CAIRO, EGYPT —
The Egyptian media erupted in excitement during the coup attempt in Turkey, prematurely declaring it successful. A headline on one prominent paper read, “The military force’s message: relationships with the world will continue.”
Even weeks later, many Egyptians who follow their government’s lead in its disdain for Turkish President Recep Tayyip Erdoğan, deem the coup attempt successful in at least one respect: It made the Turkish president look bad.
“It did not succeed because he is still in power,” said 22-year-old Sherif Adel on his way home from a job interview in Cairo.“But he did lose a lot.”
Sherif Adel agrees with the Egyptian government, which blocked a United Nations Security Council Statement calling on the international community to "respect the democratically elected government of Turkey."
In the aftermath of the July 15 coup attempt, tens of thousands of people in Turkey have been arrested, detained or fired in a crackdown on suspected mutineers, drawing criticism from human rights groups.
Egyptian commentators jumped on the crackdown. Some suggested Erdogan himself staged the coup as an excuse to purge his enemies. At the United Nations, Egypt blocked efforts to release a Security Council statement calling on the international community to "respect the democratically elected government of Turkey."
Turkey fired back insults. Erdogan said Egyptian President Abdel-Fattah el-Sissi "has nothing to do with democracy. He killed thousands of his own people,” according to Egyptian state-owned news organizations.
In response, the Egyptian foreign ministry released a statement saying the Turkish president "is continuing to confuse matters and lose the compass of sound judgment."
And as Turkey continues to demand the U.S. extradition of Fethullah Gulen, the 75-year-old cleric accused by Ankara of plotting the coup, officials in Cairo suggest Gulen may find political asylum in Egypt.
U.S.-based cleric Fethullah Gulen, whose followers Turkey blames for a failed coup, is shown in still image taken from video, as he speaks to journalists at his home in Saylorsburg, Pennsylvania, July 16, 2016.
The already-strained relationship between Egypt and Turkey will continue to deteriorate, analysts say, as long as both countries maintain their stances on Islamist politics.
"Egyptian-Turkish relations simply boil down to the Muslim Brotherhood," said Ziad Akl, a senior researcher at the Al Ahram Center for Strategic Studies in Cairo. "Egypt will support any kind of action that will get rid of that mentality."
Sissi took power in 2013, overthrowing the elected, yet deeply unpopular, President Mohamed Morsi, who led the Islamist Muslim Brotherhood party. In the years since, Sissi’s government has banned the Muslim Brotherhood and branded it a terrorist organization.
Former Egyptian President Mohamed Morsi, wearing a red jumpsuit that designates he has been sentenced to death, raises his hands inside a defendants cage in a makeshift courtroom at the national police academy, in an eastern suburb of Cairo, June 18, 2016.
Turkey, which supports the Muslim Brotherhood, was allied with Morsi and continued to bate Sissi, even after he was formally elected in 2014, calling his initial ascension to power the product of a “coup,” not a popular “revolution” as Egyptian government supporters insist.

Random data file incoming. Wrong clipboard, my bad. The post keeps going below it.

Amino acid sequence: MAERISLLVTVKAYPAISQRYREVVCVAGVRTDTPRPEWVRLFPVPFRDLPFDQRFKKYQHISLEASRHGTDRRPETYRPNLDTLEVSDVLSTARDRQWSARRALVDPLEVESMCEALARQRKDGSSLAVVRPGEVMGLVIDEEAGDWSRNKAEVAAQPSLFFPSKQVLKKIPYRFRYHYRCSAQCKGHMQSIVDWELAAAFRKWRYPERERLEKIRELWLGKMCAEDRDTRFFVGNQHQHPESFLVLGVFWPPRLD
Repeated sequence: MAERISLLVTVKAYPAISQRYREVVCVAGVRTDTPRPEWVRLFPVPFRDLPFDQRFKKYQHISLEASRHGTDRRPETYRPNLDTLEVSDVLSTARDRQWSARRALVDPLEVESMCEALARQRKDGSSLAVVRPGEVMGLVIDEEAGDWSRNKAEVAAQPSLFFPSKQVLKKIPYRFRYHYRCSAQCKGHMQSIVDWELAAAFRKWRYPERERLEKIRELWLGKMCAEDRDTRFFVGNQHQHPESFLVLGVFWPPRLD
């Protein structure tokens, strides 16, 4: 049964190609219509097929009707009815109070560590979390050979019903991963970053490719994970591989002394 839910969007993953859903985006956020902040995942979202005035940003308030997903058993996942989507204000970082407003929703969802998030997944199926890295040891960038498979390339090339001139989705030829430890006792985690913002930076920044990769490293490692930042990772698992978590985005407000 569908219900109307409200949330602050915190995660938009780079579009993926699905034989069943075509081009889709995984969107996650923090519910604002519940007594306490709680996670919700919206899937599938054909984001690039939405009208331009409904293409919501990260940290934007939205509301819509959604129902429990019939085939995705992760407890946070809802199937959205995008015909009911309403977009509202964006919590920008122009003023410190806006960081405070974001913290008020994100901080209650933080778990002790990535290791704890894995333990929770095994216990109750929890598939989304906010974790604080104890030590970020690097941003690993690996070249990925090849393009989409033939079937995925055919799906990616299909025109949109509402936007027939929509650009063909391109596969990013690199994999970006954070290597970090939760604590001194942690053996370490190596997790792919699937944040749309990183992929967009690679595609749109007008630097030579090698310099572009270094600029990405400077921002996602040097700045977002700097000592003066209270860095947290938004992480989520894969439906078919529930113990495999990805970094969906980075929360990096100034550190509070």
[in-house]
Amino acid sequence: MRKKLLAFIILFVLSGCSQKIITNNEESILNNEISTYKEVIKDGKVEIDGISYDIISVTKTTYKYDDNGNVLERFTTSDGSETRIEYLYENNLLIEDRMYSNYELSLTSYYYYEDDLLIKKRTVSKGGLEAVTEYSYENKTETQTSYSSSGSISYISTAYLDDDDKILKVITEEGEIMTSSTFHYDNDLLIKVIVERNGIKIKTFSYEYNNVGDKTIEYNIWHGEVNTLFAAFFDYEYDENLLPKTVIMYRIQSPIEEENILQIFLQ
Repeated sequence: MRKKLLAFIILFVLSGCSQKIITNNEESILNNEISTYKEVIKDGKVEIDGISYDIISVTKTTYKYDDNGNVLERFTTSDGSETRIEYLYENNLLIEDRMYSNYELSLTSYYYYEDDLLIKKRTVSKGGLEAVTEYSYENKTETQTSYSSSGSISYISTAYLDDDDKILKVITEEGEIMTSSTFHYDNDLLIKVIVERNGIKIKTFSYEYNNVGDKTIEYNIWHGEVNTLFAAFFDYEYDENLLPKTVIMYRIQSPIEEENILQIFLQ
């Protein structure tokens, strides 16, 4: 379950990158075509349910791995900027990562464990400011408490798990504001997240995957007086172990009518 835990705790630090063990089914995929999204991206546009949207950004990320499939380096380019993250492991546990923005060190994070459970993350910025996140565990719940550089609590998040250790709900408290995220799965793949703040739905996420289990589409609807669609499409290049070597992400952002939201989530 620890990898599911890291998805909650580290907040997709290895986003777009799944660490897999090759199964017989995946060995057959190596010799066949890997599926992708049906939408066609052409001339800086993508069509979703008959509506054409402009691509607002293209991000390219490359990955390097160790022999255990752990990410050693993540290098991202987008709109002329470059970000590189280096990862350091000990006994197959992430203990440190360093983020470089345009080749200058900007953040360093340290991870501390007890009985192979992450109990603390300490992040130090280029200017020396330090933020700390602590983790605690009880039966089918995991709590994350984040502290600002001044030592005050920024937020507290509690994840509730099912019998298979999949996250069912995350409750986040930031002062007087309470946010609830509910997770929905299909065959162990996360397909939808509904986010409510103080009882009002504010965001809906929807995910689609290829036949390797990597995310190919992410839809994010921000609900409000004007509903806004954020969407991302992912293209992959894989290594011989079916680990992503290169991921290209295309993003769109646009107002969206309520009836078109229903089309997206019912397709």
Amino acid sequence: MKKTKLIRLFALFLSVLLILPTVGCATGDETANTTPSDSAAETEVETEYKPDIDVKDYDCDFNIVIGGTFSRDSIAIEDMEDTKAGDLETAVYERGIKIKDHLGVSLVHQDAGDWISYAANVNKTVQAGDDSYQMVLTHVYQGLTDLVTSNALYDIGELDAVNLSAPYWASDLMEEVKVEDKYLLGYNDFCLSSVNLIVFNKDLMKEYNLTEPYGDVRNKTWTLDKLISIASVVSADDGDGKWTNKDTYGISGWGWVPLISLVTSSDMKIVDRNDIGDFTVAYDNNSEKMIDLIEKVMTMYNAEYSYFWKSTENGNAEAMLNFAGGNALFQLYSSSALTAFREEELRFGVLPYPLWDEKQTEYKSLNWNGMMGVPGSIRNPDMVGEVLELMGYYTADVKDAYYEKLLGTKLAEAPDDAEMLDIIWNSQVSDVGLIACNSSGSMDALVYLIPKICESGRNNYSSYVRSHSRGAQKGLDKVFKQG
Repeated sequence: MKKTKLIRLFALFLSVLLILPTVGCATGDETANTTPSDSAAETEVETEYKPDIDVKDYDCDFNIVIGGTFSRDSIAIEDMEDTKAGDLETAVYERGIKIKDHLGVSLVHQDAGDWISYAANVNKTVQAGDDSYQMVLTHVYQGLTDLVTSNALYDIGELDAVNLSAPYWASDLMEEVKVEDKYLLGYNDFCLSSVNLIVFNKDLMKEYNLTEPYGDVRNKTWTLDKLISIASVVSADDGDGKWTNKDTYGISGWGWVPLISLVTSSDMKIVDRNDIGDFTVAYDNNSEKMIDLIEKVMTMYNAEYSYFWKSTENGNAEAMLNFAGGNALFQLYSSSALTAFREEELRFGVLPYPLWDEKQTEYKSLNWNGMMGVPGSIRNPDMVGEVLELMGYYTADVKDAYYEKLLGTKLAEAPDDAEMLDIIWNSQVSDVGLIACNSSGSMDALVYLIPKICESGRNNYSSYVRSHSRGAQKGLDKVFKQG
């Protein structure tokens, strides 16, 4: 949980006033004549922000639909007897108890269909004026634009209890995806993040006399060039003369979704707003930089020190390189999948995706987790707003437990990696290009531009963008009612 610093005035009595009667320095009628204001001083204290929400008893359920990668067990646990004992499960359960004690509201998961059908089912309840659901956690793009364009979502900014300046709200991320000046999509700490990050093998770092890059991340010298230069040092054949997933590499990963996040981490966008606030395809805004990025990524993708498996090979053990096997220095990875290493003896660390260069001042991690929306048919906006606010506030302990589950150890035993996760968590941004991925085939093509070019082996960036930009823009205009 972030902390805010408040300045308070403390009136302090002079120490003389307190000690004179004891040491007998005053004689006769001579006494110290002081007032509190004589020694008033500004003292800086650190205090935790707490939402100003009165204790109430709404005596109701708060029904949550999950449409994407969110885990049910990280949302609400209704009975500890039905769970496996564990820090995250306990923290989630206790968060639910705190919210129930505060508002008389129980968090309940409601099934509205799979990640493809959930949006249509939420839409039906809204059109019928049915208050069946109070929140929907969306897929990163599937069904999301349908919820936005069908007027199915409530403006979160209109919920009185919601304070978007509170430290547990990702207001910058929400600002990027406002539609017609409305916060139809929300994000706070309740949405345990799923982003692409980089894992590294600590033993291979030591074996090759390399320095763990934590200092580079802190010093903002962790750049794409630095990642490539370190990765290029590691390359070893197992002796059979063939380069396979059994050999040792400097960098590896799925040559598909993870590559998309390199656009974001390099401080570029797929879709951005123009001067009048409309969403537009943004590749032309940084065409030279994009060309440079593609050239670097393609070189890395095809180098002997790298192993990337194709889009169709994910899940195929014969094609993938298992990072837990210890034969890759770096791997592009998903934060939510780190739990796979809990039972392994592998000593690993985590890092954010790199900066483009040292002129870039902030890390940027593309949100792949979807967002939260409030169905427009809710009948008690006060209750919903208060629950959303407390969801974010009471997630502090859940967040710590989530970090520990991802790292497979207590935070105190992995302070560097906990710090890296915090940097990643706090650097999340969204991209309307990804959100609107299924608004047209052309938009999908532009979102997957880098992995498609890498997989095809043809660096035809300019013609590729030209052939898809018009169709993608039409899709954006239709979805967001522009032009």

The failed coup in Turkey also vaguely echoes 2013 events in Egypt, and on the streets of Cairo, some Egyptians are re-visiting the political polarity that had faded from public discourse amid current economic woes.
“Many people have the idea that Turkey is a country that supports the Muslim Brotherhood, and that they are terrorists,” observes 32-year-old Mahmoud, a bus driver. “But I think the Turkish leadership is respectable.”
Mahmoud says Egyptian people are divided in their loyalties in Turkey based on their opinions of the Muslim Brotherhood, banned in Egypt.
“The million dollar question becomes: Would regional alliances be the same after more disturbance?” asked Akl, of Al Ahrum.“Could we witness growing bipolar relations?”
A bipolar relationship between two countries loosely describes a rivalry between two large powers that develop exclusive alliances. For example, during the Cold War, a country could be allied with the United States or Russia, but not both.
Rivals Saudi Arabia and Iran, the two largest powers in the Middle East are often said to have bipolar relations, with battle lines drawn in multiple wars behind the two giants.
Turkey and Egypt are on the same side in conflicts in Syria, Yemen, Libya, and Iraq, and their coalitions’ abilities to fight could be damaged if their relationship crumbled. At present Turkey and Egypt maintain normal relations despite the squabble.
Akl added Turkey-Egypt relations are not likely to disintegrate as acutely as Iran-Saudi relations, which have had no formal diplomatic ties since early this year. The two countries consider each other an imminent threat, supporting opposite sides in the conflicts in Syria and Yemen.
But nothing in this region is simple.Saudi Arabia and Iran officially support the same side in the Arab-Israeli conflict and the fight against Islamic State militants. Besides hindering mutually beneficial economic ties, souring relations between Egypt and Turkey could “make regional politics more complicated,” said Akl.
Khalifa Gaballah, the foreign affairs editor at Almasry Alyoum in Cairo, warns the rift between Egypt and Turkey, two of the most influential countries in the Middle East could be dangerous for entire region.
And the consequences of escalation could be dangerous for all, added Khalifa Gaballah, the foreign affairs editor at Almasry Alyoum, a prominent Egyptian newspaper.
“The continued estrangement and tensions is not just a hazard to the two countries,” he said.“It also is potentially harmful for the whole region.”
(Hamada Elrasam contributed to this report.)